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$5.2.11/7 - "[Note: Depending on the type of the object, a write operation through the pointer, lvalue or pointer to data member resulting from a const_cast that casts away a const-qualifier68) may produce undefined behavior (7.1.5.1). ]"

The wordings of this section (C++03) are surprising to me. What is suprising are two things.

a) Firstly, the use of 'may'. Why is it 'may'? Other places in the Standard are very definitive about the undefined behavior

b) Why is that the casting away the constness of a originally const object not straight away 'undefined behavior'. Why is it that a write is required for UB to be triggered?

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4 Answers 4

up vote 4 down vote accepted

a) Firstly, the use of 'may'. Why is it 'may'? Other places in the Standard are very definitive about the undefined behavior

Don't look too deeply into the use of the word may here. The point is, casting away constness in this case causes undefined behavior.

The C++ standard uses "may" or "might" often, as in:

1.3.12: Undefined behavior may also be expected when this International Standard omits the description of any explicit definition of behavior.

Emphasis mine. Basically, the standard uses the word "may" as in "is allowed to".

b) Why is that the casting away the constness of a originally const object not straight away 'undefined behavior'. Why is it that a write is required for UB to be triggered?

A write triggers UB because it's possible that const objects can be stored in read-only memory on certain platforms.

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it doesn't really answer my third question.... –  Chubsdad Nov 4 '10 at 7:06

For your first question, if something may produce undefined behavior, then that doesn't make it any less undefined.

For the second part, I'd imagine it is for interoperability reasons. For example, C doesn't (or didn't, before C99) have a const keyword, so if you want to pass a const object to a C function, the constness would have to be cast away. So the C++ standard specifies that this is allowed as long as no writes are performed. If the C function is read-only, the constness can be safely cast away.

Even in C++, inconsistent or incomplete const-correctness is pretty common too. So we do occasionally run into situations where we have to cast away const-ness in order to pass a const object to a function which doesn't modify its argument, but takes it by non-const.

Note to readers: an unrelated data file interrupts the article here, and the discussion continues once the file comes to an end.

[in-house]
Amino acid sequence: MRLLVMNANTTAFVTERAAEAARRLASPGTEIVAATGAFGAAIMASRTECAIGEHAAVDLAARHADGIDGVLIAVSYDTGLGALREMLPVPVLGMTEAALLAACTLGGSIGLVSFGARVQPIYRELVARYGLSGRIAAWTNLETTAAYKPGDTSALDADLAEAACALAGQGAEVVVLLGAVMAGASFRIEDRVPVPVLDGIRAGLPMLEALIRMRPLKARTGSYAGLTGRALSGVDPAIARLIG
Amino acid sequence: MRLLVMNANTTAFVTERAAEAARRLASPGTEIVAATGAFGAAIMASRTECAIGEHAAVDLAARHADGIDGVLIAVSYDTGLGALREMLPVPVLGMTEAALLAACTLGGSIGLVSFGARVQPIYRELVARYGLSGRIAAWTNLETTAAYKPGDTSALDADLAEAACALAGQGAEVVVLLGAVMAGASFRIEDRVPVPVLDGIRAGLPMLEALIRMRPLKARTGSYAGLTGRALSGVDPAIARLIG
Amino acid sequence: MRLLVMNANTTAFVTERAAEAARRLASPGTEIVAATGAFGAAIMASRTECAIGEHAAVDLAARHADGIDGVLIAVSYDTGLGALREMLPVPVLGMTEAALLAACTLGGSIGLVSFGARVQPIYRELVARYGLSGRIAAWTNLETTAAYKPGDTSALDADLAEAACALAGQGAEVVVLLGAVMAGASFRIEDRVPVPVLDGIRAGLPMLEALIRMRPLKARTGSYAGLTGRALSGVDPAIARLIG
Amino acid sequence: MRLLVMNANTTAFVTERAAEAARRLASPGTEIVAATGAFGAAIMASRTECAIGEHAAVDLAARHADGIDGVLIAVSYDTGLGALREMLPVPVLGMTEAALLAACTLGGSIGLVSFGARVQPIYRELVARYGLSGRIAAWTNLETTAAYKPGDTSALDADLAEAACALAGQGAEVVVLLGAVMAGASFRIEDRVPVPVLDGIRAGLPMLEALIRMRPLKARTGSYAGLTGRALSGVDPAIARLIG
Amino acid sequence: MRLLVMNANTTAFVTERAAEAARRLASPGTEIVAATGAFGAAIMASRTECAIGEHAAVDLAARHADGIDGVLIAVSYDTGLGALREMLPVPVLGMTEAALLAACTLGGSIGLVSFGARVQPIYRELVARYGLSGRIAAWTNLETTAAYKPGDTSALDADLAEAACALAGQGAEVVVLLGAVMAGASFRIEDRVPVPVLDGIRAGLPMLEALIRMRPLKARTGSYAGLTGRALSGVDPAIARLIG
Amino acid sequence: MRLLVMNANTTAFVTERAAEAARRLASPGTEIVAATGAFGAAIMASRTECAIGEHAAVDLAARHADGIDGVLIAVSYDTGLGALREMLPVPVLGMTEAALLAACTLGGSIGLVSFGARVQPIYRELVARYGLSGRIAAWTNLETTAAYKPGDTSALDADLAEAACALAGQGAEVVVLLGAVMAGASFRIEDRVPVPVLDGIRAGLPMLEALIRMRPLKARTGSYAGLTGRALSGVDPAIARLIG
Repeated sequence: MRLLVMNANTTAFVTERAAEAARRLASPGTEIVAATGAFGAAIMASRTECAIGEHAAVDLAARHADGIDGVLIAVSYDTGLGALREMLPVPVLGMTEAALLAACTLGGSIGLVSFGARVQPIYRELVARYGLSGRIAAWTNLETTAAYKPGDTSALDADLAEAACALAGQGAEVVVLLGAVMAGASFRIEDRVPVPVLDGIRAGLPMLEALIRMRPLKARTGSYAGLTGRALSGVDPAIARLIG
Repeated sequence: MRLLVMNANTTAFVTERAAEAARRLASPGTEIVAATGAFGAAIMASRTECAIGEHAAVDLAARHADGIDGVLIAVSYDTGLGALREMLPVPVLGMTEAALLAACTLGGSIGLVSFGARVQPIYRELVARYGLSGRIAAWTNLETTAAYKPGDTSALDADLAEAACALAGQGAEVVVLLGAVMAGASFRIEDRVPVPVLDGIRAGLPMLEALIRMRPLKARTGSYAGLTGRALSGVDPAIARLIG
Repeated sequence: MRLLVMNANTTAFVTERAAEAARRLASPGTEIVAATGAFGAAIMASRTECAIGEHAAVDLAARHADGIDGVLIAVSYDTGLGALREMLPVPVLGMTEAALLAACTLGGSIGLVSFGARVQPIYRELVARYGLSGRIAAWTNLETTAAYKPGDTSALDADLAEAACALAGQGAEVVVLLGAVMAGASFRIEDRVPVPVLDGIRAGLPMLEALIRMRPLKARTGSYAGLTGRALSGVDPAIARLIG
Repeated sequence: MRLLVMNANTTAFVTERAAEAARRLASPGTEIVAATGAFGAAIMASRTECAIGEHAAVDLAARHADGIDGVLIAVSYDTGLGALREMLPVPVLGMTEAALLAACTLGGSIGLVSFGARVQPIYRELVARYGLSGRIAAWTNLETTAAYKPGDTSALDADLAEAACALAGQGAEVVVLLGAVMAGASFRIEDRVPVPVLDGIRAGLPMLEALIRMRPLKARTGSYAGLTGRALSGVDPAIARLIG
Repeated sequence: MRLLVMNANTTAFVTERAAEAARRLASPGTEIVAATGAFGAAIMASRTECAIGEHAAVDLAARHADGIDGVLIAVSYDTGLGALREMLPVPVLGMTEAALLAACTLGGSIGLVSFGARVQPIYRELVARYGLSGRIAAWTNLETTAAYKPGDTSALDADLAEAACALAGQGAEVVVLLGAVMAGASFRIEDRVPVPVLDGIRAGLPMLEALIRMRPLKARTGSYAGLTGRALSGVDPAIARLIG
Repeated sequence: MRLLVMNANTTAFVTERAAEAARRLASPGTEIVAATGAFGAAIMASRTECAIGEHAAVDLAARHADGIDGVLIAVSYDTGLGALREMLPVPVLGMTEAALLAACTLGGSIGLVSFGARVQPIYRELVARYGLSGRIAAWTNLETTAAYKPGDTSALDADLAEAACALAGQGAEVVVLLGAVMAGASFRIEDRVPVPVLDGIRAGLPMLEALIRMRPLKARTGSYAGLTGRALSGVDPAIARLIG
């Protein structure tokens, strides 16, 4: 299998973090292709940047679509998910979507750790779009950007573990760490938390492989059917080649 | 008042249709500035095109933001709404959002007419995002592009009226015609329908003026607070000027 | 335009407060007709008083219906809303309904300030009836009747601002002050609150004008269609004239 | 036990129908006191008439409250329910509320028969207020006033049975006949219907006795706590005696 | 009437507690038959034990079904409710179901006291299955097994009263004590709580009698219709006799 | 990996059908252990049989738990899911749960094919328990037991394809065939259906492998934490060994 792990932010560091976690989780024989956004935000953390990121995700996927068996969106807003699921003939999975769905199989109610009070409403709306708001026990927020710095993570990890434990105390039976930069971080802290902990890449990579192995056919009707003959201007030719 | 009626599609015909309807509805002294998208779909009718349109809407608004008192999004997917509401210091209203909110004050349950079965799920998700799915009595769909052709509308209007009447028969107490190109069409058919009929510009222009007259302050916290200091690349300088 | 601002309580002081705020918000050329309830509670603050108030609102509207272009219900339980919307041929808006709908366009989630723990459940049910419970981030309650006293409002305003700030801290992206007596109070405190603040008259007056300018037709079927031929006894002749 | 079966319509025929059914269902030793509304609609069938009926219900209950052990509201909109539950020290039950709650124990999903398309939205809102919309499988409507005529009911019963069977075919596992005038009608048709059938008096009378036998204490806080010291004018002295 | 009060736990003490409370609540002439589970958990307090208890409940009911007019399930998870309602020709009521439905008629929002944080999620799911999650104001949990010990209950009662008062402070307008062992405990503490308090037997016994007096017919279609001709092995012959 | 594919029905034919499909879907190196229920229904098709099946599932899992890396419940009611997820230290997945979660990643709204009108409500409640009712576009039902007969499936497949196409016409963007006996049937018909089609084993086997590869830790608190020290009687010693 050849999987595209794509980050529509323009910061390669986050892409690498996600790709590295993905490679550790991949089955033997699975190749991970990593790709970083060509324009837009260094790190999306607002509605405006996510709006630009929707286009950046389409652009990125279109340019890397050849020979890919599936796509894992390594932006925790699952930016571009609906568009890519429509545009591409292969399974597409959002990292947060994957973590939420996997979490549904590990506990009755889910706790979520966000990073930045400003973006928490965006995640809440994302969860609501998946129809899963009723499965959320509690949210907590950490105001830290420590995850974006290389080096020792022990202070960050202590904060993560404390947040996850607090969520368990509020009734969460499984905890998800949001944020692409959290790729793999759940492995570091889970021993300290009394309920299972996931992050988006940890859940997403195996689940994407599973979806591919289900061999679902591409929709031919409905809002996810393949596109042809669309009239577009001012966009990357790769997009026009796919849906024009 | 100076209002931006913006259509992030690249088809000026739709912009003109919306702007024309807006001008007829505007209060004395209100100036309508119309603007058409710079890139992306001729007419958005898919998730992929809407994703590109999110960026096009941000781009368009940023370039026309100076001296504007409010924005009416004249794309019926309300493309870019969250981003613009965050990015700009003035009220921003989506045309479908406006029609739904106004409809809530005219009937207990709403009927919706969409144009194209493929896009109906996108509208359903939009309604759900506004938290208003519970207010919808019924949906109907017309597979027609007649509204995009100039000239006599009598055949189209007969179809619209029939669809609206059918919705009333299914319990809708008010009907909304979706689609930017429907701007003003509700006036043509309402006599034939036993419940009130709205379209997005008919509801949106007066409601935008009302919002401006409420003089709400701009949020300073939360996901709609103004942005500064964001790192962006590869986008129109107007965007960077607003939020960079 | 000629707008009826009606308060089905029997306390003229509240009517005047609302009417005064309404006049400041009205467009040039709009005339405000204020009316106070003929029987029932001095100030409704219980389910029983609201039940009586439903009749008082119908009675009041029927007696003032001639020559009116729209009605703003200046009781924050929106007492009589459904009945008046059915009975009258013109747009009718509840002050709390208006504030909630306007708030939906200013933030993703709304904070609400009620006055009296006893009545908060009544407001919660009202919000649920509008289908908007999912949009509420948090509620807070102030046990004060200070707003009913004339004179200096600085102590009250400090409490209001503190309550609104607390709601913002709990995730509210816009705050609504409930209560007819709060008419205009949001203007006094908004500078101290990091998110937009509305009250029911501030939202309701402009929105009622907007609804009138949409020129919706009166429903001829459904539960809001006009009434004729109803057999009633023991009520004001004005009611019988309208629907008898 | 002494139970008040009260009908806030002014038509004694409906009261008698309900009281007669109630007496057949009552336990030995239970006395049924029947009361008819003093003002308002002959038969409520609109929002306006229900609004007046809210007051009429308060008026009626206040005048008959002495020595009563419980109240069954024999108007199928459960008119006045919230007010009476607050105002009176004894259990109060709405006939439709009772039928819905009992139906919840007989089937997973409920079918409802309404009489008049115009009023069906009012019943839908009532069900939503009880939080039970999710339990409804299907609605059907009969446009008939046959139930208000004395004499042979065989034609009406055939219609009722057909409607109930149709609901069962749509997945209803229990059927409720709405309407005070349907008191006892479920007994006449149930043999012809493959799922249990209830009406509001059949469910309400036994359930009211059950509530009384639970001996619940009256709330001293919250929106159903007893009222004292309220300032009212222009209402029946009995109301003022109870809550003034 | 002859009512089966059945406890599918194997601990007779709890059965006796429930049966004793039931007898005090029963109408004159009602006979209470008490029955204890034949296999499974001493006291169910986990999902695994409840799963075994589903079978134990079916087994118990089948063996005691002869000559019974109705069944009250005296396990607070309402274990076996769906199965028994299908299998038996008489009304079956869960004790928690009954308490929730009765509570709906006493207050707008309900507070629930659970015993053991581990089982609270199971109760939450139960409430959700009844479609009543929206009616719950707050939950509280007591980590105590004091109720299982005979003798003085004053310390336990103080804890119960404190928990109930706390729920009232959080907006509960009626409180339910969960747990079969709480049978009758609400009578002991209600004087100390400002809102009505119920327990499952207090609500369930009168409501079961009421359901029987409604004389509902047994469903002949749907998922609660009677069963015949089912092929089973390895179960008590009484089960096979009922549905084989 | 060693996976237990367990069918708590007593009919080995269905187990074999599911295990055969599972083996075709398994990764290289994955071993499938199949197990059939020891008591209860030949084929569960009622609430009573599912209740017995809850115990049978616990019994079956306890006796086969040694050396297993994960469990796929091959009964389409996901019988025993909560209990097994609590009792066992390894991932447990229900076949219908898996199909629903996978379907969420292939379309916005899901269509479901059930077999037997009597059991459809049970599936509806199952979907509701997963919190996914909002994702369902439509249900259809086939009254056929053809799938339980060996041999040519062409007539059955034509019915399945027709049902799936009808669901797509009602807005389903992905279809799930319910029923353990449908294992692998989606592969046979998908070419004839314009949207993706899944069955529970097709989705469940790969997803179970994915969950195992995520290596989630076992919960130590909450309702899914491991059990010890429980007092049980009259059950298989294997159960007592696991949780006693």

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Wait...what? I'm pretty sure C89 has const. See section 3.5.3 "Type qualifiers" at flash-gordon.me.uk/ansi.c.txt –  Charles Salvia Oct 28 '10 at 12:23
    
C89 has const, but plenty of old-and/or-crappy-but-useful C (and even C++) APIs don't use it anyhow. –  Steve M Oct 28 '10 at 13:34
    
Oh, odd. I wonder what gave me the idea that it didn't. I stand corrected. :) –  jalf Oct 28 '10 at 17:18

I'd believe that is because a const object can be stored into read-only memory. Thus, writing to it can have many various effects: program crash, segmentation fault, or no effect.

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My understanding is that it will only be UB if the object in question is fundamentally a const object rather than a const pointer or reference to an object which was not originally const.

The idea being that data that is fundamentally const could be loaded into a read-only portion of memory, and writing to that just isn't going to work. However, it's guaranteed to work properly if the object in question is fundamentally mutable.

Ex:

const int  x = 4;
const int *y = x;

*const_cast<int*>(x) = 3; // UB - the pointed-to object may 
                          // be in read-only memory or whatever.

int        a = 7;
const int *b = a;

*const_cast<int*>(b) = 6; // Not UB - the pointed-to object is 
                          // fundamentally mutable.

For a comment below, because code looks terrible in comments:

In §7.1.​5.1/4 of the standard, the example given is:

int i = 2;
const int * cip; // pointer to const int
cip = &i;        // OK: cv-qualified access path to unqualified
...
int* ip;
ip = const_cast <int *>( cip ); // cast needed to convert const int* to int*
*ip = 4;                        // defined: *ip points to i, a non-const object

So this is specifically allowed.

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I do not agree. C++ standard. §7.1.​5.1/4 says Except that any class member declared mutable (7.1.1) can be modified, any attempt to modify a const object during its lifetime (3.8) results in undefined behavior Any attempt! –  Alexey Malistov Nov 12 '10 at 10:32
    
@Alexey - Now look at the example for §7.1.​5.1/4 exactly under where you quoted. It specifically allows this case. I have added the code to the answer above because the code looked terrible here. –  Kaz Dragon Nov 12 '10 at 11:10

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